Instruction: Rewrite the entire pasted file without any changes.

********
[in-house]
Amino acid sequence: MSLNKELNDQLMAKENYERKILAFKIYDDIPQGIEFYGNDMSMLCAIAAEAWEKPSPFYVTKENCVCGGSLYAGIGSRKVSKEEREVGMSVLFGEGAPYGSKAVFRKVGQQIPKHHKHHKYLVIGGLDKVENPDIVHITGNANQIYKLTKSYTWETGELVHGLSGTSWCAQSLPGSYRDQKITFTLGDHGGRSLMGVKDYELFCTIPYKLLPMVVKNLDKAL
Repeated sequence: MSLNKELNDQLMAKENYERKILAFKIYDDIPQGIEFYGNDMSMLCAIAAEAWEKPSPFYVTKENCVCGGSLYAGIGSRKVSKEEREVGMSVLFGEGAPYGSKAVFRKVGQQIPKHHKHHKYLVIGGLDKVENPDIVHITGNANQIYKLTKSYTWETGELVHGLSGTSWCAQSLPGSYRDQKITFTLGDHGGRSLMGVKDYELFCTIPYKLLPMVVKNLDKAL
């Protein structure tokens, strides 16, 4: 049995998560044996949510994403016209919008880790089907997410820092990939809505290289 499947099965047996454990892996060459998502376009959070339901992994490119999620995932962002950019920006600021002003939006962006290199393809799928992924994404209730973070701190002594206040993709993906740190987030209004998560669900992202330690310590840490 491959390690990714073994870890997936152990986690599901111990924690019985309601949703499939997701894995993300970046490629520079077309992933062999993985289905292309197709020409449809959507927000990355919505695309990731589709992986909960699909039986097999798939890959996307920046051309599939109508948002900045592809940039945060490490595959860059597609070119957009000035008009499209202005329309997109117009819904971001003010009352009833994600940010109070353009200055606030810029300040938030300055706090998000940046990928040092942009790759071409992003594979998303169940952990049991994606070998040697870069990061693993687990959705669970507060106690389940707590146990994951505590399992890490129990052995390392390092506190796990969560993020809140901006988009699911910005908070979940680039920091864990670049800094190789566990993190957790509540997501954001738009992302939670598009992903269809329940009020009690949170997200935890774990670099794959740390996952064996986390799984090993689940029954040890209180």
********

[in-house]
Amino acid sequence: MSLNKELNDQLMAKENYERKILAFKIYDDIPQGIEFYGNDMSMLCAIAAEAWEKPSPFYVTKENCVCGGSLYAGIGSRKVSKEEREVGMSVLFGEGAPYGSKAVFRKVGQQIPKHHKHHKYLVIGGLDKVENPDIVHITGNANQIYKLTKSYTWETGELVHGLSGTSWCAQSLPGSYRDQKITFTLGDHGGRSLMGVKDYELFCTIPYKLLPMVVKNLDKAL
Repeated sequence: MSLNKELNDQLMAKENYERKILAFKIYDDIPQGIEFYGNDMSMLCAIAAEAWEKPSPFYVTKENCVCGGSLYAGIGSRKVSKEEREVGMSVLFGEGAPYGSKAVFRKVGQQIPKHHKHHKYLVIGGLDKVENPDIVHITGNANQIYKLTKSYTWETGELVHGLSGTSWCAQSLPGSYRDQKITFTLGDHGGRSLMGVKDYELFCTIPYKLLPMVVKNLDKAL
């Protein structure tokens, strides 16, 4: 049995998560044996949510994403016209919008880790089907997410820092990939809505290289 499947099965047996454990892996060459998502376009959070339901992994490119999620995932962002950019920006600021002003939006962006290199393809799928992924994404209730973070701190002594206040993709993906740190987030209004998560669900992202330690310590840490 491959390690990714073994870890997936152990986690599901111990924690019985309601949703499939997701894995993300970046490629520079077309992933062999993985289905292309197709020409449809959507927000990355919505695309990731589709992986909960699909039986097999798939890959996307920046051309599939109508948002900045592809940039945060490490595959860059597609070119957009000035008009499209202005329309997109117009819904971001003010009352009833994600940010109070353009200055606030810029300040938030300055706090998000940046990928040092942009790759071409992003594979998303169940952990049991994606070998040697870069990061693993687990959705669970507060106690389940707590146990994951505590399992890490129990052995390392390092506190796990969560993020809140901006988009699911910005908070979940680039920091864990670049800094190789566990993190957790509540997501954001738009992302939670598009992903269809329940009020009690949170997200935890774990670099794959740390996952064996986390799984090993689940029954040890209180």